Travel: Wadi Rum, Jordan
Wadi Rum | The Kingdom of Jordan
Anyone who believes the desert is devoid of beauty has never been to Wadi Rum. Most famously portrayed as the backdrop to the film Lawrence of Arabia, this now-protected area in the south of Jordan covers just less than 250 square miles of dramatic desert wilderness. Within this vast, rust-colored sea of sand punctuated by jutting sandstone peaks are ancient rock carvings, Nabatean temples, and fresh water springs, all waiting to be explored.
In short, visiting Wadi Rum while in Jordan is a no-brainer. Perhaps more challenging is deciding how you want to experience this varied landscape. By jeep, camel or horse? By foot? By bike or by rock climbing the same routes that were once traversed by the ancient Bedouins, whose ancestors still call this region home? Whichever you prefer, the desert’s canyons, rock bridges, sand dunes, and patina-covered sandstone cliffs provide an experience that resonates like a fine symphony or an Old Master‘s painting.
The vast majority of people living in and around Wadi Rum today is of Bedouin origin and, until recently, led nomadic lives, relying on goat and camel herds to make ends meet. Many now split their time between the village and their camps and tents, which fulfills their desire for freedom and the reality of keeping their children in school. Rum Village lies within the borders of the protected area. But Bedouin tents, with spectacular tea and polite conversation, are scattered throughout the region, a friendly refuge from the midday sun.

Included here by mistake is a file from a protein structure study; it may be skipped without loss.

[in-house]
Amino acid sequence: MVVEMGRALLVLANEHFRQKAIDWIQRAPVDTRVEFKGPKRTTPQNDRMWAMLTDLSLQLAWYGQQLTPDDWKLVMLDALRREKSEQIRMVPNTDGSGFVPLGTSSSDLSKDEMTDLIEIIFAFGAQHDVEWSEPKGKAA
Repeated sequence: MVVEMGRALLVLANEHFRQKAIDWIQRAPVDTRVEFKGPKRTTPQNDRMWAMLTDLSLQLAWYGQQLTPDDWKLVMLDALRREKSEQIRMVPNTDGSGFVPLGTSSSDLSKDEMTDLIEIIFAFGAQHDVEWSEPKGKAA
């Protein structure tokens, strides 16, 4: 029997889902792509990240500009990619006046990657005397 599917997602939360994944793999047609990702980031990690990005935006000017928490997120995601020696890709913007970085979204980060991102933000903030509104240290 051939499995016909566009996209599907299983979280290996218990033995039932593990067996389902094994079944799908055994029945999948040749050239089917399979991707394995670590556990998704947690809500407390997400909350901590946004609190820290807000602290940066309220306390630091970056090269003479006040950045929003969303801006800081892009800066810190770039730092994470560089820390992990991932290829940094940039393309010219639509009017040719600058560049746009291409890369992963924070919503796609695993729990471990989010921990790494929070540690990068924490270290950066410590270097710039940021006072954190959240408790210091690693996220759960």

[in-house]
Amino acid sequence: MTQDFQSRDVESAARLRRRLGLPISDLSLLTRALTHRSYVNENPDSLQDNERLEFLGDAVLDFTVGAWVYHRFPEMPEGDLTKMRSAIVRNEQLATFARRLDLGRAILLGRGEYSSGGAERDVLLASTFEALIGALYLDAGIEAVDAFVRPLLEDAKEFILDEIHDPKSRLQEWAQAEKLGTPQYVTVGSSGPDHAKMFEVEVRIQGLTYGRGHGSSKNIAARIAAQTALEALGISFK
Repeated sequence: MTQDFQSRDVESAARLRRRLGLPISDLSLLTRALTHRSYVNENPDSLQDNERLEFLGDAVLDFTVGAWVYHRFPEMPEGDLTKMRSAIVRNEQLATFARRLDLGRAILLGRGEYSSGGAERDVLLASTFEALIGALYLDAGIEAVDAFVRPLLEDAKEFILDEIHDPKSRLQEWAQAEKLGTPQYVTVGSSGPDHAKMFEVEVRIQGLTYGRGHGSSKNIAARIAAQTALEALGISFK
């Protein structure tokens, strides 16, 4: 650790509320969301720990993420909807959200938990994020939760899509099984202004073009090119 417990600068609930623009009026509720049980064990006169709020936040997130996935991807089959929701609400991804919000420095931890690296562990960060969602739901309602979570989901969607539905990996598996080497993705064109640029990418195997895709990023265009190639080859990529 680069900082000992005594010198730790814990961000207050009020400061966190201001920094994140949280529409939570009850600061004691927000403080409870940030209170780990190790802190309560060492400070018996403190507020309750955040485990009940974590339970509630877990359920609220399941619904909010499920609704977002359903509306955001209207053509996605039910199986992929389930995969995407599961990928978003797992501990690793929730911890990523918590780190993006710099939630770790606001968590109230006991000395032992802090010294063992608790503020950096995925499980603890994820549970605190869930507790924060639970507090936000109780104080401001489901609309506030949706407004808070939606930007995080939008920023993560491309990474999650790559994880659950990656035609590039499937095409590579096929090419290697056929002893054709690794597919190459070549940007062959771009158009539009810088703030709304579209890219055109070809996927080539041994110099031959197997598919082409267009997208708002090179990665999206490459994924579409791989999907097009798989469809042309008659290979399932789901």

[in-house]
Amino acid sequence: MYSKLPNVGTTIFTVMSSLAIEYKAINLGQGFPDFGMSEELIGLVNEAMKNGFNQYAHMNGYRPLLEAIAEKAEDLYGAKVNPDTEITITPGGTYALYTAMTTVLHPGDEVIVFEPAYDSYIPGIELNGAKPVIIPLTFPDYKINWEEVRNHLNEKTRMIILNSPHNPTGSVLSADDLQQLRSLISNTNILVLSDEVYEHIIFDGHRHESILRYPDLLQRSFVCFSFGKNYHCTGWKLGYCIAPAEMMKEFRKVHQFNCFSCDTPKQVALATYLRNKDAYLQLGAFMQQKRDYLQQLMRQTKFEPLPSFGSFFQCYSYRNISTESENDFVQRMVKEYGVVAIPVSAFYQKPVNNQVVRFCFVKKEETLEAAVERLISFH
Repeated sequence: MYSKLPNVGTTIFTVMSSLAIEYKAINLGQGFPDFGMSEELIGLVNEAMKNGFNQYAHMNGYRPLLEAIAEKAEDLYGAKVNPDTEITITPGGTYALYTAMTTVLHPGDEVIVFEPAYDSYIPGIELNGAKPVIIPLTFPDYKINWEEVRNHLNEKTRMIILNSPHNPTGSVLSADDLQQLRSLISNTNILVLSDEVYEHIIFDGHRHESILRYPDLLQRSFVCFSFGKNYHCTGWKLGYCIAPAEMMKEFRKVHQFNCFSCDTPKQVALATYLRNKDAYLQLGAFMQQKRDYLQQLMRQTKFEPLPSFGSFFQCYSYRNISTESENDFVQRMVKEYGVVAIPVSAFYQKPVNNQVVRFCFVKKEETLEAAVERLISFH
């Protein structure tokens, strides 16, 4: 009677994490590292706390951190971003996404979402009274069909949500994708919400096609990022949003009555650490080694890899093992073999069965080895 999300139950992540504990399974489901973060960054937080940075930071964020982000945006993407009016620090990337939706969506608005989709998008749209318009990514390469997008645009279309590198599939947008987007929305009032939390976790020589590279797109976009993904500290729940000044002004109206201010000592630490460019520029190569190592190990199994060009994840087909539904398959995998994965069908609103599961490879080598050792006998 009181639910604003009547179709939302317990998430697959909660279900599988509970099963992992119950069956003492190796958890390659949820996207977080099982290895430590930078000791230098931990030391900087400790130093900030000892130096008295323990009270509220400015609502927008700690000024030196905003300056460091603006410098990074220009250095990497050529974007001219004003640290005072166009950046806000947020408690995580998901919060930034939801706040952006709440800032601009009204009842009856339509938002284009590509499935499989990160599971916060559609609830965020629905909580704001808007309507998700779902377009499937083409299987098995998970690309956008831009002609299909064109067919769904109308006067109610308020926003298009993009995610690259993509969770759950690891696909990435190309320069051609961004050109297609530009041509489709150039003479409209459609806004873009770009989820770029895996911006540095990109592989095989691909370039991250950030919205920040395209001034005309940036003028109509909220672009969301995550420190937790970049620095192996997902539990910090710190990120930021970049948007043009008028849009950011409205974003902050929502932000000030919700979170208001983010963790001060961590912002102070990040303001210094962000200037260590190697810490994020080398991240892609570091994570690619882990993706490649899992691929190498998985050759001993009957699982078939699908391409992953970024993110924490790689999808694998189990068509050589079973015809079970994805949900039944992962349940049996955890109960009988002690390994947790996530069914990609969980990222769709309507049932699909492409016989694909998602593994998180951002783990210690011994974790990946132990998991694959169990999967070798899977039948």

You won’t find luxury five-star resorts here. There is a guesthouse in Rum Village, you can pitch your own tent at one of the established campsites, or spend the night sleeping beneath the stars at Captain’s Desert camp, arguably the best way to experience the magic of both the people and the landscape. There are many “private” camps in the reserve—Captain’s Desert camp is nestled into a nook of sand surrounded by rocks, an oasis in the wide desert.
Spend the day exploring, then drop your stuff off in one of the tents that encircle the fire pit and scramble up one of the surrounding bulbous jebels, or rock formations, to watch the sun sink below the horizon. Then dine on an elaborate feast cooked in an earthen oven, sip tea, and be prepared to dance around the campfire as the music starts and the stars carpet the sky.
Rise with dawn the next morning. Feel the breeze start to warm the desert air. Marvel at the sunrise as the world turns from dusty rose to orange to bright yellow. And then try to decide whether you’ll be riding a camel or pulling on your climbing harness after breakfast.
Be careful, however, as every visitor to Wadi Rum forever yearns to return. As T.E. Lawrence wrote in the Seven Pillars of Wisdom, “For this cruel land can cast a spell which no temperate clime can match.”
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